- 8 Feb 2017 8:40 AM
György Magyar said that Demszky’s legal responsibility was not at issue in the matter. The contract for building the fourth metro line was not signed by the metropolitan council but by the companies involved.
Political responsibility should be distinguished from legal culpability. Anyone who claims, based on the report by Europe’s anti-fraud office OLAF, that Demszky bears criminal liability violates the law, he said. Socialist lawmaker Csaba Horváth, who was deputy mayor for Demszky, told the paper that he would also be ready to give evidence to the committee if invited to do so.
He likewise insisted that the metro 4 project had not fallen within the metropolitan council’s competence. Erzsébet Gy. Németh, now a lawmaker for opposition Democratic Coalition (DK) who at the time was a Socialist councillor, told the paper that she would not attend any committee hearings because the report had not raised any question of her liability in the case.
DK leader and former Socialist Prime Minister Ferenc Gyurcsány has also decided to stay away from the hearing, the party’s spokesman said. Zsolt Gréczy argued that OLAF’s report indicated that members of the then incumbent government were not implicated in the case.
OLAF has only determined the legal responsibilities of the municipal council leadership and municipal council-owned companies at the time, Gréczy said. Regarding Gy. Németh’s decision not to attend, Gréczy said she had neither been a municipal council leader nor had she led any Budapest-owned company at the time, making her attendance “pointless”.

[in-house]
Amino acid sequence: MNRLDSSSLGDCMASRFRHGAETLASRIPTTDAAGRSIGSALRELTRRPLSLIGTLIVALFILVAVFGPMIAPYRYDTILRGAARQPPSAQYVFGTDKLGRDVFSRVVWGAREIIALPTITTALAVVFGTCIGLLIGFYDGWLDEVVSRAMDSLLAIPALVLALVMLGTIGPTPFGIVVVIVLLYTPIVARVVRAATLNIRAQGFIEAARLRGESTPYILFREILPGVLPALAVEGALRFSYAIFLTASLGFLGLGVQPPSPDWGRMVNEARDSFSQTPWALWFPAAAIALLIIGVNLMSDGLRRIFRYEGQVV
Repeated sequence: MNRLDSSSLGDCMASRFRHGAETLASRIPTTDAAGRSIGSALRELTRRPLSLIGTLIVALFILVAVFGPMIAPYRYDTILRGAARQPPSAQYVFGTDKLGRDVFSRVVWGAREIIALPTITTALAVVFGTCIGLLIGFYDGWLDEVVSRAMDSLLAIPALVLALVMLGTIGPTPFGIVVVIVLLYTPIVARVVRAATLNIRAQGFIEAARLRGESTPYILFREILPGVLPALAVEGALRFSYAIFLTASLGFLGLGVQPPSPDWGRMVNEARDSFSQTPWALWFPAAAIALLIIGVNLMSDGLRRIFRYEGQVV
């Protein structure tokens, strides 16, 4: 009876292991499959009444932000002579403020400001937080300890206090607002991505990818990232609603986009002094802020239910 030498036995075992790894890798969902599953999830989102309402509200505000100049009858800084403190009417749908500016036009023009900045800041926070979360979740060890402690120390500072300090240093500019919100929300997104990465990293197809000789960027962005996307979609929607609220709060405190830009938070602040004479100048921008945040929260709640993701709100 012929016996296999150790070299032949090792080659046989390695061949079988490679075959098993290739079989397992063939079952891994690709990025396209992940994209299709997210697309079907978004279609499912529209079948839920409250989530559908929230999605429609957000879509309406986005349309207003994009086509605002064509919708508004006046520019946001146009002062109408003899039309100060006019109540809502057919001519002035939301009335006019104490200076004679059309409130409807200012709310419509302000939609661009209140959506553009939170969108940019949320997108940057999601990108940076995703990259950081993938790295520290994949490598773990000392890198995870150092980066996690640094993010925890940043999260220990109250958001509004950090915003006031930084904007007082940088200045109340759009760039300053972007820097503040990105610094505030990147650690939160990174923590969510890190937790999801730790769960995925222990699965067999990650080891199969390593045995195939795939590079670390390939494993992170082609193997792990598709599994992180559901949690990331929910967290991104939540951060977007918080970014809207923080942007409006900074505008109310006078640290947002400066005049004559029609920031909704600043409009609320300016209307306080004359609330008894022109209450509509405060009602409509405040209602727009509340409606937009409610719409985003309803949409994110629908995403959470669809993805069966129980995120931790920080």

Meanwhile, Socialist Party MEP Tibor Szanyi has called on the head of OLAF to clarify certain parts of the office’s report on the metro 4 scandal. “The Orbán government is using the Hungarian media ... to abuse the grave shortcomings of the report,” Szanyi said, calling on OLAF chief Giovanni Kessler to clarify and elaborate on “the many blurry statements” in the report “in order to prevent it from becoming ... a propaganda tool of the government”.
Szanyi said the report, while naming officials, business people and lawyers as persons bearing legal culpability in the scandal, had failed to disclose any actual names with the exception of former Socialist Prime Minister Péter Medgyessy. But even Medgyessy’s role is not made clear, he said.
Szanyi also criticised the report for failing to establish a timeline for the project, which he said left unclear when the various abuses had taken place. Szanyi said there were a number of formal errors, contradictions and even handwritten corrections in the report, which he said gave the impression that it had been compiled under pressure in order to meet a strict deadline.
The current city leadership is totally unaffected by the findings of the OLAF report, Budapest Mayor István Tarlós told commercial broadcaster Lánchíd Radio. He said that with a single exception, all the findings of the report related to the period before the 2010 general election.
The gravest issue concerns the contract for Alstom trains concluded before the 2006 elections, he added. “I don’t believe there’s anything to discuss,” Tarlós said, adding that the single exception after 2010 related to the replacement of the supervising engineer.
The mayor expressed surprise over the declaration by Demszky’s lawyer that the former mayor had had nothing to do with the matter when no one had raised any suspicions. Tarlós said he did not wish to make any accusation that Demszky “might bear any substantive or certain liability, but his behaviour can be considered strange.”
Republished with permission of Hungary Matters, MTI’s daily newsletter.